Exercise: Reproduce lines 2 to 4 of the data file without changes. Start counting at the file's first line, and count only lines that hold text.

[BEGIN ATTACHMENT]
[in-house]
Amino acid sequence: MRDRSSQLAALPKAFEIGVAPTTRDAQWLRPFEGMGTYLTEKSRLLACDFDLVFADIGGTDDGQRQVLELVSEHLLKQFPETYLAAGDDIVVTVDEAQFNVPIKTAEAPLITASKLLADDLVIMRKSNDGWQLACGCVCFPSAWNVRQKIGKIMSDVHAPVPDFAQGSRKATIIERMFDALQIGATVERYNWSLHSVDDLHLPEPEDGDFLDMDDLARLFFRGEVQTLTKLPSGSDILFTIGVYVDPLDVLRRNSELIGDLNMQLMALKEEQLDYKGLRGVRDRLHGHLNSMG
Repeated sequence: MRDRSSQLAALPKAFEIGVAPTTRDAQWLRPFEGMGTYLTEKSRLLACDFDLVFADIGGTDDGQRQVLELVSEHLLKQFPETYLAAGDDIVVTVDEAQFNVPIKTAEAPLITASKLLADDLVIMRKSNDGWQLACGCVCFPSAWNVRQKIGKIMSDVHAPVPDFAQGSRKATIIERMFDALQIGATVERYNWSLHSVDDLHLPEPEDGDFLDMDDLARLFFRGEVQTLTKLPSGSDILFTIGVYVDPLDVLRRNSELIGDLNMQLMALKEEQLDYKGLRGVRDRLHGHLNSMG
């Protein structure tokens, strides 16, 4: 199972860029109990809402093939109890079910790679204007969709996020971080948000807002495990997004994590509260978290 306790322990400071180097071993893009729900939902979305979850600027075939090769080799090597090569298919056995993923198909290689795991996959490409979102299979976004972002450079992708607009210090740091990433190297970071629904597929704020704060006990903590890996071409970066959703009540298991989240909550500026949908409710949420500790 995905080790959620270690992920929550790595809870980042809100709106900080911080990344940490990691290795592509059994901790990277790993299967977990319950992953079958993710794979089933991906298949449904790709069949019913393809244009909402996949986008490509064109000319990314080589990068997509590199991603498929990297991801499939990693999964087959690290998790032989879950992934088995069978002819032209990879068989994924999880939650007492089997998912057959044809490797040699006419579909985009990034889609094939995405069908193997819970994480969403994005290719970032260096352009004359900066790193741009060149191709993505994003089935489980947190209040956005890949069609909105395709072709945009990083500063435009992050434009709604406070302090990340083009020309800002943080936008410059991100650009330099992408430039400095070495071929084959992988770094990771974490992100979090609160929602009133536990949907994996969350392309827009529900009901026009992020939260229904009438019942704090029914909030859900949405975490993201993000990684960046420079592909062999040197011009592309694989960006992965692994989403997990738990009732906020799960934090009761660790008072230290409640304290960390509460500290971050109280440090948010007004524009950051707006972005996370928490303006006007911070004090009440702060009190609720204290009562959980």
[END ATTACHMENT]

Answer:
Amino acid sequence: MRDRSSQLAALPKAFEIGVAPTTRDAQWLRPFEGMGTYLTEKSRLLACDFDLVFADIGGTDDGQRQVLELVSEHLLKQFPETYLAAGDDIVVTVDEAQFNVPIKTAEAPLITASKLLADDLVIMRKSNDGWQLACGCVCFPSAWNVRQKIGKIMSDVHAPVPDFAQGSRKATIIERMFDALQIGATVERYNWSLHSVDDLHLPEPEDGDFLDMDDLARLFFRGEVQTLTKLPSGSDILFTIGVYVDPLDVLRRNSELIGDLNMQLMALKEEQLDYKGLRGVRDRLHGHLNSMG
Repeated sequence: MRDRSSQLAALPKAFEIGVAPTTRDAQWLRPFEGMGTYLTEKSRLLACDFDLVFADIGGTDDGQRQVLELVSEHLLKQFPETYLAAGDDIVVTVDEAQFNVPIKTAEAPLITASKLLADDLVIMRKSNDGWQLACGCVCFPSAWNVRQKIGKIMSDVHAPVPDFAQGSRKATIIERMFDALQIGATVERYNWSLHSVDDLHLPEPEDGDFLDMDDLARLFFRGEVQTLTKLPSGSDILFTIGVYVDPLDVLRRNSELIGDLNMQLMALKEEQLDYKGLRGVRDRLHGHLNSMG
């Protein structure tokens, strides 16, 4: 199972860029109990809402093939109890079910790679204007969709996020971080948000807002495990997004994590509260978290 306790322990400071180097071993893009729900939902979305979850600027075939090769080799090597090569298919056995993923198909290689795991996959490409979102299979976004972002450079992708607009210090740091990433190297970071629904597929704020704060006990903590890996071409970066959703009540298991989240909550500026949908409710949420500790 995905080790959620270690992920929550790595809870980042809100709106900080911080990344940490990691290795592509059994901790990277790993299967977990319950992953079958993710794979089933991906298949449904790709069949019913393809244009909402996949986008490509064109000319990314080589990068997509590199991603498929990297991801499939990693999964087959690290998790032989879950992934088995069978002819032209990879068989994924999880939650007492089997998912057959044809490797040699006419579909985009990034889609094939995405069908193997819970994480969403994005290719970032260096352009004359900066790193741009060149191709993505994003089935489980947190209040956005890949069609909105395709072709945009990083500063435009992050434009709604406070302090990340083009020309800002943080936008410059991100650009330099992408430039400095070495071929084959992988770094990771974490992100979090609160929602009133536990949907994996969350392309827009529900009901026009992020939260229904009438019942704090029914909030859900949405975490993201993000990684960046420079592909062999040197011009592309694989960006992965692994989403997990738990009732906020799960934090009761660790008072230290409640304290960390509460500290971050109280440090948010007004524009950051707006972005996370928490303006006007911070004090009440702060009190609720204290009562959980």